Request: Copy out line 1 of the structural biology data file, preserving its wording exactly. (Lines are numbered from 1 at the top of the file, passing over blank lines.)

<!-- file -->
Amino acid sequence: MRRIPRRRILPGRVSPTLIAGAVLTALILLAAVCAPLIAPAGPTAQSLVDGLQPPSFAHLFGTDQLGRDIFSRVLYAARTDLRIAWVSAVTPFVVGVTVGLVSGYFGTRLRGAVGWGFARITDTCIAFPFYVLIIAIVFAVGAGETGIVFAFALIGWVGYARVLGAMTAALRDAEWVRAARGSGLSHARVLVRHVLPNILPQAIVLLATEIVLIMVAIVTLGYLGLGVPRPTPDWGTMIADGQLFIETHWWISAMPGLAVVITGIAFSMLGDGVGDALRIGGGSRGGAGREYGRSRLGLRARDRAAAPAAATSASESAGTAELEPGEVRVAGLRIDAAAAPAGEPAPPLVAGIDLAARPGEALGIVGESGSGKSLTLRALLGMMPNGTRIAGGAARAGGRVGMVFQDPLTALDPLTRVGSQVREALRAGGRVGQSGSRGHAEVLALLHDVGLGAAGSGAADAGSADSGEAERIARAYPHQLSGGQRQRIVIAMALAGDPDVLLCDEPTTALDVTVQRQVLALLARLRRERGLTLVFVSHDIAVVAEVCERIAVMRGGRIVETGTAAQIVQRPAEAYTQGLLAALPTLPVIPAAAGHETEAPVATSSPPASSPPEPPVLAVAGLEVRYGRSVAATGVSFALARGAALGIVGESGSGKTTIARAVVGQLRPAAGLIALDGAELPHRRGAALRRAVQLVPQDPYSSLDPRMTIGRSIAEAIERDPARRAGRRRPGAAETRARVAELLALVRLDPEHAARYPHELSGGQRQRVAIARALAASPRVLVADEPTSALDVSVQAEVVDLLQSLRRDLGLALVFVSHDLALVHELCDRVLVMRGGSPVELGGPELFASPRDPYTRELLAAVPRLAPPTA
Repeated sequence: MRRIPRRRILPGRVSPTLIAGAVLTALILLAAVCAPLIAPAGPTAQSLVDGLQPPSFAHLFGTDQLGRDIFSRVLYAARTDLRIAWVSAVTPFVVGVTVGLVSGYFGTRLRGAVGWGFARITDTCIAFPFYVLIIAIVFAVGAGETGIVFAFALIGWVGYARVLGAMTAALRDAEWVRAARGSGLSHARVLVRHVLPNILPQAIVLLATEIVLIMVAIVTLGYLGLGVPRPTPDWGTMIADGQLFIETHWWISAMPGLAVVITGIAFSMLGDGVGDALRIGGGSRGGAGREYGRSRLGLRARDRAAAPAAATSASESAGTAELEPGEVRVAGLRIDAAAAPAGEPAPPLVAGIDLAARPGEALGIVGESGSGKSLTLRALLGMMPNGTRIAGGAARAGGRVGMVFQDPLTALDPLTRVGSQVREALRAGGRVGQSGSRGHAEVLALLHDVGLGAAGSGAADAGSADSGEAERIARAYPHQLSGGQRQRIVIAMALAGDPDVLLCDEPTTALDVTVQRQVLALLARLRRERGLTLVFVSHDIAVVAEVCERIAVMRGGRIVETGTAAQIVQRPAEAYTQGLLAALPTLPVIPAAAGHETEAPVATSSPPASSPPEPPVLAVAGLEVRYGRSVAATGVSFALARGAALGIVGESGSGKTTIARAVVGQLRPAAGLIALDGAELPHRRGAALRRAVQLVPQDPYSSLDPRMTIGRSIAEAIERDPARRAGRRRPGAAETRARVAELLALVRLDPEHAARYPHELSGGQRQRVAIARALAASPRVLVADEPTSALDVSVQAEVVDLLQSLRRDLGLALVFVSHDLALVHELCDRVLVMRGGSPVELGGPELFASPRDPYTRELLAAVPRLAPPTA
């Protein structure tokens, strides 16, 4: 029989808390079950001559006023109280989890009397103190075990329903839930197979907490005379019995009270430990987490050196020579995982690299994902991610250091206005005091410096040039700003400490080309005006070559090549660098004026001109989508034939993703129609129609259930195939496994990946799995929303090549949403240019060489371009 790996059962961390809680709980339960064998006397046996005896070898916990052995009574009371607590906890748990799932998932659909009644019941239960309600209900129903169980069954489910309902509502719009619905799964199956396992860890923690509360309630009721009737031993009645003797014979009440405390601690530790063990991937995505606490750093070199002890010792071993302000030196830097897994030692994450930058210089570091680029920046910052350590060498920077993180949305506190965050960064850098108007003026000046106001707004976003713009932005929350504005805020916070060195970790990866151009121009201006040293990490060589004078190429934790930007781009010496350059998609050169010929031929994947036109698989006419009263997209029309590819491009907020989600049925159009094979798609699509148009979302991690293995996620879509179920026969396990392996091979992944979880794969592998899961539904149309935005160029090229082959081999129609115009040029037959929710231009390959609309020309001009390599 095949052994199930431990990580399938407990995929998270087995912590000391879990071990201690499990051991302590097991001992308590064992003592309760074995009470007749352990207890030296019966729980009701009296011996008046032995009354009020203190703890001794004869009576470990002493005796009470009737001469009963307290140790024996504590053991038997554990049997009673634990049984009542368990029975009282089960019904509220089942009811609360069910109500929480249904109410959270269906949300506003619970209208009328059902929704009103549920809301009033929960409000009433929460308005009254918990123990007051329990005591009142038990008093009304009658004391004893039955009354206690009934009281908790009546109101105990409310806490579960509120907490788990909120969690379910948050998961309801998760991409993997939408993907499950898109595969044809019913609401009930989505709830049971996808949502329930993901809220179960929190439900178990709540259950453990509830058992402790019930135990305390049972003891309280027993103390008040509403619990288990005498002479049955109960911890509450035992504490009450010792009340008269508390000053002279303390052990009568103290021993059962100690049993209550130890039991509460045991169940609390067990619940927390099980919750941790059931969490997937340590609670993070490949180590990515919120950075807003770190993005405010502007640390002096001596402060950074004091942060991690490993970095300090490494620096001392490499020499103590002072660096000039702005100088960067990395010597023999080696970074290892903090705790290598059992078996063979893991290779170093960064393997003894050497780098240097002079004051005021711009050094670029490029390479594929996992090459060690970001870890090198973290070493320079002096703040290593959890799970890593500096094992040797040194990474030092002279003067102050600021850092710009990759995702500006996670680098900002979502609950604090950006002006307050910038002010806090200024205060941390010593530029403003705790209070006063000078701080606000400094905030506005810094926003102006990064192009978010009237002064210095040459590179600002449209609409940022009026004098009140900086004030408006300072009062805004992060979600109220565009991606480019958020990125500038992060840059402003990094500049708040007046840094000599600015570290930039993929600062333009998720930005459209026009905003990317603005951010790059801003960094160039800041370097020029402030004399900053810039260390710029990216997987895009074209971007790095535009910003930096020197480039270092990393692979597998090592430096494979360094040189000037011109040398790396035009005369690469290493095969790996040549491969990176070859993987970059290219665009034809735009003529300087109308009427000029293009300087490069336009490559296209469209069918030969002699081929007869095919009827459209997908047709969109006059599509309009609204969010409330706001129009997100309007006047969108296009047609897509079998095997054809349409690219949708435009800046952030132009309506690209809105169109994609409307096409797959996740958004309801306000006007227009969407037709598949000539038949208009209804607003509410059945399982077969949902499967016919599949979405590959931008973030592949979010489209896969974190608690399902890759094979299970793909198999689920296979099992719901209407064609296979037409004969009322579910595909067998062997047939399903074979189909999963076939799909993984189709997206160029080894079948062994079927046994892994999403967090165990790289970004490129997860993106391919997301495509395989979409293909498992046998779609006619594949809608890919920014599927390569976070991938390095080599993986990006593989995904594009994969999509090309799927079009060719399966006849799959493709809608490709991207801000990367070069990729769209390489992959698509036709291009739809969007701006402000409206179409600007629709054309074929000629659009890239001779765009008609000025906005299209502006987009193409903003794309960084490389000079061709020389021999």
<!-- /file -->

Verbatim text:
Amino acid sequence: MRRIPRRRILPGRVSPTLIAGAVLTALILLAAVCAPLIAPAGPTAQSLVDGLQPPSFAHLFGTDQLGRDIFSRVLYAARTDLRIAWVSAVTPFVVGVTVGLVSGYFGTRLRGAVGWGFARITDTCIAFPFYVLIIAIVFAVGAGETGIVFAFALIGWVGYARVLGAMTAALRDAEWVRAARGSGLSHARVLVRHVLPNILPQAIVLLATEIVLIMVAIVTLGYLGLGVPRPTPDWGTMIADGQLFIETHWWISAMPGLAVVITGIAFSMLGDGVGDALRIGGGSRGGAGREYGRSRLGLRARDRAAAPAAATSASESAGTAELEPGEVRVAGLRIDAAAAPAGEPAPPLVAGIDLAARPGEALGIVGESGSGKSLTLRALLGMMPNGTRIAGGAARAGGRVGMVFQDPLTALDPLTRVGSQVREALRAGGRVGQSGSRGHAEVLALLHDVGLGAAGSGAADAGSADSGEAERIARAYPHQLSGGQRQRIVIAMALAGDPDVLLCDEPTTALDVTVQRQVLALLARLRRERGLTLVFVSHDIAVVAEVCERIAVMRGGRIVETGTAAQIVQRPAEAYTQGLLAALPTLPVIPAAAGHETEAPVATSSPPASSPPEPPVLAVAGLEVRYGRSVAATGVSFALARGAALGIVGESGSGKTTIARAVVGQLRPAAGLIALDGAELPHRRGAALRRAVQLVPQDPYSSLDPRMTIGRSIAEAIERDPARRAGRRRPGAAETRARVAELLALVRLDPEHAARYPHELSGGQRQRVAIARALAASPRVLVADEPTSALDVSVQAEVVDLLQSLRRDLGLALVFVSHDLALVHELCDRVLVMRGGSPVELGGPELFASPRDPYTRELLAAVPRLAPPTA